I am 26, live in Nashville, and just bought my first place. I am doing great, but I’m not sure of what to do next. I am in a 30-year mortgage, which allows me to save a nice portion of my paycheck after my expenses are paid.
However, I already have a nice lump sum of cash just sitting in savings. While this is a nice problem to have, I know I should be investing. But where should I put my money?
Should I put my money into the stock market or save for another down payment on a rental property? I am young and ready to learn.
You’re right. Having a nice lump sum of cash in savings is an excellent place to be, and we know many people who’d love to trade places with you.
You’re a young homeowner (these days, anyway, when the average age of a first-time home buyer is about 32) and that bodes well for your financial future. Studies over the years have shown that the younger you are when you buy your first home, the wealthier you’ll likely be later in life.
What you need now is an investing strategy that allows you to maximize your retirement savings — including salting away enough cash to get any match your company offers and opening up a Roth IRA. Both of these types of qualified retirement accounts should be invested in index funds that allow you to have wide diversity in the total stock market, a total bond fund, and some exposure to international markets.
With the rest of your cash, you can either invest in rental properties or do more investing in the stock market. Which way you go depends on your tolerance for risk (do what allows you to sleep at night) and how involved you want to get investing in real estate.
One way to accumulate your first few pieces of real estate is to rent the property you own and then buy another to live in. If you can cover your expenses in your current home by renting it out, then it may make sense to convert the property into a rental and buy a second property to live in. That way, you’ll get a less expensive interest rate on your loan with lower costs.
You could also buy a two- or three-family home, live in one and rent out the others. Or you might educate yourself about investing in other types of commercial property, including strip malls, shopping centers, warehouses, industrial complexes and office buildings.
By the way, owning investment real estate is not for everybody. You truly have to understand what it takes to own and manage it, and to figure out whether you have the time and energy that it requires.
People often say it’s easy to make money in real estate, but you can also spend a lot of time and effort and not make money. What you buy, where you buy, how long you hold onto property and a host of other factors can determine whether you’ll make money at it.
You have another option for what to do with your cash, which is to use some of it to pay down the mortgage on your current residence. If you go in that direction, remember to keep at least six months of mortgage payments, utility bills, insurance premiums and property taxes on hand in cash in case you take a hit to your income.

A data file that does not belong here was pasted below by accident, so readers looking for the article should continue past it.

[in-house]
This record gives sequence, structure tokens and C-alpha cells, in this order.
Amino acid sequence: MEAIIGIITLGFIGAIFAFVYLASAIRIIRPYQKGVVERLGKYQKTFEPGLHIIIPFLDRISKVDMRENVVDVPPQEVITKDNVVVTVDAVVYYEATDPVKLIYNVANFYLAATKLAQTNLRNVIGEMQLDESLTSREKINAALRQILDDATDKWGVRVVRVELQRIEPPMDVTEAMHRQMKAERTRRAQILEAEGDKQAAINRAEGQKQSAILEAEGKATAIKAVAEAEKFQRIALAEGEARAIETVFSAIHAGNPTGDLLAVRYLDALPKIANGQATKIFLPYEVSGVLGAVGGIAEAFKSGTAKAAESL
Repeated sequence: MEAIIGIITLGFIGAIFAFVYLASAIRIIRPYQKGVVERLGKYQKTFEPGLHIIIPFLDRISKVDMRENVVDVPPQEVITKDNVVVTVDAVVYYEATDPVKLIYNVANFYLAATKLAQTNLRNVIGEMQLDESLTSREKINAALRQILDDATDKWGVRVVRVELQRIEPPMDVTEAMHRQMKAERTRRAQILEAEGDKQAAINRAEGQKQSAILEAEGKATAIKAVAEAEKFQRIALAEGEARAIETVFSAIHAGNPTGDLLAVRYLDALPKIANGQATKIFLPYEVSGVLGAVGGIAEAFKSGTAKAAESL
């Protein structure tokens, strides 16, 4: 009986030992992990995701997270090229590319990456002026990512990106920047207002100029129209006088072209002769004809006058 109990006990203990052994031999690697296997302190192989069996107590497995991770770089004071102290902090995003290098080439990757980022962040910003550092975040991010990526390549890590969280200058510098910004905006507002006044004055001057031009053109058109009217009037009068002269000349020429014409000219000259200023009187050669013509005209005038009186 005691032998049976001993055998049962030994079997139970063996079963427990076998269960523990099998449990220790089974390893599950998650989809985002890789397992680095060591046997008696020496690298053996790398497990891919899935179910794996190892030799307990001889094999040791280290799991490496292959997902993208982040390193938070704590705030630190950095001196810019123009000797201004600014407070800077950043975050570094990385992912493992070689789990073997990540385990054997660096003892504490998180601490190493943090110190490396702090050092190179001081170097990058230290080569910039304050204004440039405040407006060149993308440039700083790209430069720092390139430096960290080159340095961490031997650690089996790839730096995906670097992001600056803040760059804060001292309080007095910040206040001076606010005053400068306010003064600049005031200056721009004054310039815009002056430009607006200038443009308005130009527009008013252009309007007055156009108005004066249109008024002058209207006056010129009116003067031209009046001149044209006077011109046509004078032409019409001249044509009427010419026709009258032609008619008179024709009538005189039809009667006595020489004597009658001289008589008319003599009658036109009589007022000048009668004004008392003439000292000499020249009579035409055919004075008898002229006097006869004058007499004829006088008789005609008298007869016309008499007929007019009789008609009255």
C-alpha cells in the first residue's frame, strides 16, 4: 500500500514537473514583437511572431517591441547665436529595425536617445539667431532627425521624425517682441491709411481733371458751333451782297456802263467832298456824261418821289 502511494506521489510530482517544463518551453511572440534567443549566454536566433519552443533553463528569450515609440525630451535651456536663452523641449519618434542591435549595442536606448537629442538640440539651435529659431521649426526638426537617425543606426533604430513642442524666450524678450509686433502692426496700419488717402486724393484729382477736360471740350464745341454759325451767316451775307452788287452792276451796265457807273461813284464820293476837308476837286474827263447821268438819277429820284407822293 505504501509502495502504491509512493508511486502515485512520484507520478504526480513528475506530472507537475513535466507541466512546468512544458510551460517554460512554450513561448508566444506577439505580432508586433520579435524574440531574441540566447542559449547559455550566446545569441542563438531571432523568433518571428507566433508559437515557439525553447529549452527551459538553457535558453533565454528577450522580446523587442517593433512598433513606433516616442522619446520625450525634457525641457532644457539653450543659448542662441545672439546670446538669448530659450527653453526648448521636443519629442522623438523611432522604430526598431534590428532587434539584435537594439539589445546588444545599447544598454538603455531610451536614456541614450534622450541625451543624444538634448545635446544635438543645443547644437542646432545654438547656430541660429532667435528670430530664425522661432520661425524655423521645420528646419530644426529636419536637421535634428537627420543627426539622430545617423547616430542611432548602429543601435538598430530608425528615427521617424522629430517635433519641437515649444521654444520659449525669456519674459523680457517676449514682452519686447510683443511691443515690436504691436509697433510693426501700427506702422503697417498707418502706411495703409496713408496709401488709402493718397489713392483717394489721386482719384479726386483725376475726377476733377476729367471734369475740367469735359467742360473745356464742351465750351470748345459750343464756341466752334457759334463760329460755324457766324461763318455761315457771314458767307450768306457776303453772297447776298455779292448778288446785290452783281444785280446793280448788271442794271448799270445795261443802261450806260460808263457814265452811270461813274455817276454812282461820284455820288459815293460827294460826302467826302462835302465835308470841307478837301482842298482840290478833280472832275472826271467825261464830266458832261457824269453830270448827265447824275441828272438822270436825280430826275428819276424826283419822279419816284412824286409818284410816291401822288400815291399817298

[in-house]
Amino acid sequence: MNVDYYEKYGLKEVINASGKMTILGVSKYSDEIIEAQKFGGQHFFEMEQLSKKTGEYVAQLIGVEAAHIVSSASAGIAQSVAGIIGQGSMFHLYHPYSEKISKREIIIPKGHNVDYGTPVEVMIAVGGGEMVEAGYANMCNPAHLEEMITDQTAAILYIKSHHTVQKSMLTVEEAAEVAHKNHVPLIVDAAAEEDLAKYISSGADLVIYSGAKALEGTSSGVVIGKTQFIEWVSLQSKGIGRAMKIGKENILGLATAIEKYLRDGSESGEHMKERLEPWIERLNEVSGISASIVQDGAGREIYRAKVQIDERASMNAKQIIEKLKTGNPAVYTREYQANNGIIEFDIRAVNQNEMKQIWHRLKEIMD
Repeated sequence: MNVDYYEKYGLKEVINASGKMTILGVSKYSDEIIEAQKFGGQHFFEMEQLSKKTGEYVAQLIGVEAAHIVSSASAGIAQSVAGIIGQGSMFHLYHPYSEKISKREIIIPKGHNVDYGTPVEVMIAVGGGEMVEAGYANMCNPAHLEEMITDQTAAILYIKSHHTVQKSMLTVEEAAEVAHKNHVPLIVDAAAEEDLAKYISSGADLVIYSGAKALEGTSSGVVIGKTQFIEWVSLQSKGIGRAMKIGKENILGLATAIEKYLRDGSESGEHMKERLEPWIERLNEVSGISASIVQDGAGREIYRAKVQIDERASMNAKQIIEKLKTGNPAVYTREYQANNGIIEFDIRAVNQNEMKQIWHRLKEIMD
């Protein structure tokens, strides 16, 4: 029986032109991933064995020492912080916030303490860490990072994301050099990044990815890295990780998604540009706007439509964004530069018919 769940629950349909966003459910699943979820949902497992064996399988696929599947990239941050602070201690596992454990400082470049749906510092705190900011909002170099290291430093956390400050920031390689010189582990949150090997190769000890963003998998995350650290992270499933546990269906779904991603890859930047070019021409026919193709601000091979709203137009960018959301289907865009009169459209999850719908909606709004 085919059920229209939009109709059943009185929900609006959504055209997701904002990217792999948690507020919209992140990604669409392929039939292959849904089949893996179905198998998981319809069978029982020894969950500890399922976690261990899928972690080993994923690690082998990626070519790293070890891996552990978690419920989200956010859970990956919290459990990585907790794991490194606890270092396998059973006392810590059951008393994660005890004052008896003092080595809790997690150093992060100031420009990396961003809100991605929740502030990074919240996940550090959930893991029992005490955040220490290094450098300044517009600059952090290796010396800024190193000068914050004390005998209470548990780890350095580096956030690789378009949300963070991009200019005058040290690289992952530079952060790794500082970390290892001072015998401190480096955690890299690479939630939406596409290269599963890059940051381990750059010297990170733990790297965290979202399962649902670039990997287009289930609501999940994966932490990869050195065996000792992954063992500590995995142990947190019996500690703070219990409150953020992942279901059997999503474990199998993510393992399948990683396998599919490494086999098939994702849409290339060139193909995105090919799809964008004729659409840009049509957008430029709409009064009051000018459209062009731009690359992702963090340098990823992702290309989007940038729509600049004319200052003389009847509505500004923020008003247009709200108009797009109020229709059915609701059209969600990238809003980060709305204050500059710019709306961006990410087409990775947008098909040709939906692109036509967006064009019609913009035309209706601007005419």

When you prepay your mortgage, the goal is to build up your equity so that if you sell the property, you’ll have even more cash to put down on your next home and will pay much less in interest. Making two extra payments per year will shave at least 10 years off a 30-year mortgage. Or you could refinance your 30-year loan to a 15-year mortgage for 3.25 percent (or less), using your cash to help qualify. That will help you save even more because you’ll be paying a lower rate of interest.
Interest rates are still at historic lows — which is forcing people to look for other investment opportunities to maximize their returns. However, with those higher returns come higher risks.
Some investment advisers argue that you should take out as large a mortgage loan for as long a term as possible and use today’s money to buy other investments. The theory is that when you borrow at a low fixed rate of interest today and invest that money in other areas, you will be better off.
The reality is that many homeowners will keep money in a savings account earning little or no return. In that case, they would probably be better off paying down their mortgage than losing money to inflation. At least they will shorten the length of their loans and save money at the back end of their mortgage loans.
Spend some time thinking about what kind of investor you want to be and how much work you want to put into your investments. All investments require work — but investing in real estate can require a lot more. If you’re interested in learning the basics about investing in real estate, check out Ilyce’s “Intentional Investor” series at ThinkGlinkStore.com or her book “Buy, Close, Move In!”
Ilyce R. Glink’s latest book is “Buy, Close, Move In!” If you have questions, you can call her radio show toll-free (800-972-8255) any Sunday, from 11 a.m. to 1 p.m. EST. Contact Ilyce through her Web site, www.thinkglink.com.